The private real estate industry is extremely local; and just as the major market participants vary by city and country the ESG opportunities and requirements vary per location.  For example, the sustainability forces affecting a building in Central London look fundamentally different from those influencing a suburban multi-family residential asset. This creates two key stumbling blocks for asset owners.

The first is a data collection issue. It is becoming essential to collect your properties’ utility data to track consumption and spend, however the array of utility providers, property managers, billing cycles, language barriers, and data availability means this is not easy. There are some decent PropTech solutions and advisory firms dedicated to alleviating this challenge but so far there is no one-stop global solution to distil this data to a format that allows meaningful analysis of the sustainability and financial value creation of ESG-related initiatives.

The second hurdle is a reporting issue. While transparency drives change and better decision-making – both internally and externally – it’s difficult to find standards, metrics, and KPIs that fit uniformly across geographies, asset classes, and investment strategies. For example, many standards focus on year-over-year performance which is especially beneficial to managers that either have a relatively long hold period or those that buy buildings that are already sustainable but doesn’t do much to incentivize owners to enhance the energy efficiency of older, less sustainable buildings. I believe the transition of the existing built environment is what will really move the sustainability needle. I’m looking forward to the development of easy to interpret, standardized ESG metrics. This will not only help buyers and tenants evaluate and better judge buildings from a sustainability perspective; it will also enable owners to create standardized, repeatable, and defensible reporting processes that will produce more reliable data points.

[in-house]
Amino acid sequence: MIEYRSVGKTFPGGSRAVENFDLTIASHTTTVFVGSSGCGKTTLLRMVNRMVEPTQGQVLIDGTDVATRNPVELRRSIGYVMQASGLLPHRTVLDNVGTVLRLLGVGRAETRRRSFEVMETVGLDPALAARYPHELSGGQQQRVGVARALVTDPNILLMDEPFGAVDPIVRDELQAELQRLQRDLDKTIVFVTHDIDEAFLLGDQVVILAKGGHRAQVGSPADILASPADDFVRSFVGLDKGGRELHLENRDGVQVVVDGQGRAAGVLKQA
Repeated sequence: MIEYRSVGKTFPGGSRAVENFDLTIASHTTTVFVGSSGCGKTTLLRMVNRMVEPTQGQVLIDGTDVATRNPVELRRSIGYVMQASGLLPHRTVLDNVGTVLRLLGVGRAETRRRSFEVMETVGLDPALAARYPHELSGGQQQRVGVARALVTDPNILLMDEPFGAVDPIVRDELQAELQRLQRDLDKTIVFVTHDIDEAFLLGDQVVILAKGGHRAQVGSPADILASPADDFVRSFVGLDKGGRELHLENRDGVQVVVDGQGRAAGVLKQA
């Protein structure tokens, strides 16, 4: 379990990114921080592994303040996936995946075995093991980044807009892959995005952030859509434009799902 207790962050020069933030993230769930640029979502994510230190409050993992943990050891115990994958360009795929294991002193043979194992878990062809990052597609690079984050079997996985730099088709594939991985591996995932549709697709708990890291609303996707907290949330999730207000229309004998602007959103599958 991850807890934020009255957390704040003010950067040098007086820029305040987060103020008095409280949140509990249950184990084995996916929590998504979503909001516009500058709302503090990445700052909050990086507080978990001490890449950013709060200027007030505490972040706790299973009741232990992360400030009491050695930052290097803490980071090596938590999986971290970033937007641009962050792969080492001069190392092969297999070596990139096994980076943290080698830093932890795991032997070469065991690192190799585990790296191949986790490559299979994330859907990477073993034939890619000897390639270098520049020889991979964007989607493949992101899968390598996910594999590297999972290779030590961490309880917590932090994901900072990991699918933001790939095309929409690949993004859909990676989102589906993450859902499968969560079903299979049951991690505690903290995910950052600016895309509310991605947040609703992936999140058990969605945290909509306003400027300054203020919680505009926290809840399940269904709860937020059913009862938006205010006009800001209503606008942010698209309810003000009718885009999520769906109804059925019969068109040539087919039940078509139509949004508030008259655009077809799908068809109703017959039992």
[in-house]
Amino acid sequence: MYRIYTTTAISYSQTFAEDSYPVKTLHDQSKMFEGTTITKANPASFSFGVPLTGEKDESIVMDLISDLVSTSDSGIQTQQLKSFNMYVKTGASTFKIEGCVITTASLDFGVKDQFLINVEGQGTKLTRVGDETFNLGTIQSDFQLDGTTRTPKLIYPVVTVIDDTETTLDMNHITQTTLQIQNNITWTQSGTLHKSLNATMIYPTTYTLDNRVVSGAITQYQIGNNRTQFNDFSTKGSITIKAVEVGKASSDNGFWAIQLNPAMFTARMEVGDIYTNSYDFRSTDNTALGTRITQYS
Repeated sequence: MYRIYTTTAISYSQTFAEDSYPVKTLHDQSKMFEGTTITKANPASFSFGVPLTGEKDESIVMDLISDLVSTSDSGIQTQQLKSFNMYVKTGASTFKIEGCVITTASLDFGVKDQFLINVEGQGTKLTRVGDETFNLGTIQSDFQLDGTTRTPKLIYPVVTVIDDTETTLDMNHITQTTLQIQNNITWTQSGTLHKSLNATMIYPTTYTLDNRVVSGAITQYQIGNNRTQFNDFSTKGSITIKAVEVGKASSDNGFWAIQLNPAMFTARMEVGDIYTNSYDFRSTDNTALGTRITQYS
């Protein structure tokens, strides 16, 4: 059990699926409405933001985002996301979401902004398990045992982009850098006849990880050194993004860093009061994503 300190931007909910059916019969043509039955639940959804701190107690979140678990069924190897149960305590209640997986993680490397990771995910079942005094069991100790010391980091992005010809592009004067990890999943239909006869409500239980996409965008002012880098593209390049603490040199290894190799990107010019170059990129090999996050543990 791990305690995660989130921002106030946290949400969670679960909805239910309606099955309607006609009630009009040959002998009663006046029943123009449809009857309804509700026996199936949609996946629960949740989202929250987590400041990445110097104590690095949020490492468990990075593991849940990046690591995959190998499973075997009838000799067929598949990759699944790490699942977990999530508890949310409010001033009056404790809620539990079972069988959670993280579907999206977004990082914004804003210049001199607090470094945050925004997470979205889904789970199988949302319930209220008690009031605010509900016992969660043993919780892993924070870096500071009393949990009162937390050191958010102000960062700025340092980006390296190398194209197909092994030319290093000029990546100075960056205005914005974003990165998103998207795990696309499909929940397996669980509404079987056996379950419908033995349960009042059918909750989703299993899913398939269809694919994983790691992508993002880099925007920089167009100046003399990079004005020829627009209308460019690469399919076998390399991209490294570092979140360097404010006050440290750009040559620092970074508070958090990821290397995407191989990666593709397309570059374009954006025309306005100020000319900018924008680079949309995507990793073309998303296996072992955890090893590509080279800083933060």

How has the COVID pandemic affected your outlook on the private real estate market from an ESG perspective?

It’s no secret that people have changed how and where they work and live since early 2020. While not an emerging trend per se, it is important to note how COVID-19 has affected the parameters of what a “sustainable” building really means. Before COVID, tenants and buyers were already pushing for increasingly environmentally sustainable properties due to potential regulations, growing climate commitments, and a deeper understanding of the built environment’s contribution to carbon emissions and climate change. However, the pandemic accelerated this focus. As we enter a post-COVID world, tenants and owners are now looking for buildings that are not just more energy efficient, they want buildings that are healthy – those with more advanced air purification systems, enhanced water quality, natural light, centers for social connectivity, greenspace, and other lifestyle amenities. This trend is promoted by health and well-being certification groups like Fitwel that formally recognize the “healthy” features of a property and academic research suggests that a health premium is driving market forces. A 2020 study by MIT found that healthy office buildings across 10 U.S. cities attracted a rent premium between 4.4-7.7% per square foot compared to non-certified healthy spaces. As we transition out of a work from home environment, businesses are drawn to healthier, more socially attractive spaces in order to incentivize employees to come back into a physical workspace.